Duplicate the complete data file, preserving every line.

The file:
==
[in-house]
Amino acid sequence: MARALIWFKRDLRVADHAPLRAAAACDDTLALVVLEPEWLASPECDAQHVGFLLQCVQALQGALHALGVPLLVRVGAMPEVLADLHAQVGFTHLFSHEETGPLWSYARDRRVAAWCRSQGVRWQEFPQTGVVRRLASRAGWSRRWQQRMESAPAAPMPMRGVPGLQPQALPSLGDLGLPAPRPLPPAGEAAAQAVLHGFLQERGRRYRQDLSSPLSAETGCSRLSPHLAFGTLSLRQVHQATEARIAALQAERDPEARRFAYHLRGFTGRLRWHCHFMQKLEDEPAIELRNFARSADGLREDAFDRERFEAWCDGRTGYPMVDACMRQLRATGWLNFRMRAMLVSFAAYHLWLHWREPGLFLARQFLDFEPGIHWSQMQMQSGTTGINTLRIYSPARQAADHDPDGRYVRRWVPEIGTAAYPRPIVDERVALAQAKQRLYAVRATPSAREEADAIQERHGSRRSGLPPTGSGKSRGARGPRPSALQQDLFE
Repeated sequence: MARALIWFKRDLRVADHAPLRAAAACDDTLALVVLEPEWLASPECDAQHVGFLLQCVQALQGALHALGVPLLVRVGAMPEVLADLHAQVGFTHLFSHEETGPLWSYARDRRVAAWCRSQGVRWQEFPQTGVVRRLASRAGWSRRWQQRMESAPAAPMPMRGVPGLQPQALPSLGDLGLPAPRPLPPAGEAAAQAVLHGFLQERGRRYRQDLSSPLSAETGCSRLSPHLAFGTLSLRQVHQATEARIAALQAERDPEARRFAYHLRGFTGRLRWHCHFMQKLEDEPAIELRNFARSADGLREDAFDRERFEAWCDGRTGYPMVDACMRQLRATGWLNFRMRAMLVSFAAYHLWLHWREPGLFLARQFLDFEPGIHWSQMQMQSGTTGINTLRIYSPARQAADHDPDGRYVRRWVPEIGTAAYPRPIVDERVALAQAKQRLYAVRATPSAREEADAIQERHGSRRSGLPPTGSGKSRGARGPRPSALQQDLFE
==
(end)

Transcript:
[in-house]
Amino acid sequence: MARALIWFKRDLRVADHAPLRAAAACDDTLALVVLEPEWLASPECDAQHVGFLLQCVQALQGALHALGVPLLVRVGAMPEVLADLHAQVGFTHLFSHEETGPLWSYARDRRVAAWCRSQGVRWQEFPQTGVVRRLASRAGWSRRWQQRMESAPAAPMPMRGVPGLQPQALPSLGDLGLPAPRPLPPAGEAAAQAVLHGFLQERGRRYRQDLSSPLSAETGCSRLSPHLAFGTLSLRQVHQATEARIAALQAERDPEARRFAYHLRGFTGRLRWHCHFMQKLEDEPAIELRNFARSADGLREDAFDRERFEAWCDGRTGYPMVDACMRQLRATGWLNFRMRAMLVSFAAYHLWLHWREPGLFLARQFLDFEPGIHWSQMQMQSGTTGINTLRIYSPARQAADHDPDGRYVRRWVPEIGTAAYPRPIVDERVALAQAKQRLYAVRATPSAREEADAIQERHGSRRSGLPPTGSGKSRGARGPRPSALQQDLFE
Repeated sequence: MARALIWFKRDLRVADHAPLRAAAACDDTLALVVLEPEWLASPECDAQHVGFLLQCVQALQGALHALGVPLLVRVGAMPEVLADLHAQVGFTHLFSHEETGPLWSYARDRRVAAWCRSQGVRWQEFPQTGVVRRLASRAGWSRRWQQRMESAPAAPMPMRGVPGLQPQALPSLGDLGLPAPRPLPPAGEAAAQAVLHGFLQERGRRYRQDLSSPLSAETGCSRLSPHLAFGTLSLRQVHQATEARIAALQAERDPEARRFAYHLRGFTGRLRWHCHFMQKLEDEPAIELRNFARSADGLREDAFDRERFEAWCDGRTGYPMVDACMRQLRATGWLNFRMRAMLVSFAAYHLWLHWREPGLFLARQFLDFEPGIHWSQMQMQSGTTGINTLRIYSPARQAADHDPDGRYVRRWVPEIGTAAYPRPIVDERVALAQAKQRLYAVRATPSAREEADAIQERHGSRRSGLPPTGSGKSRGARGPRPSALQQDLFE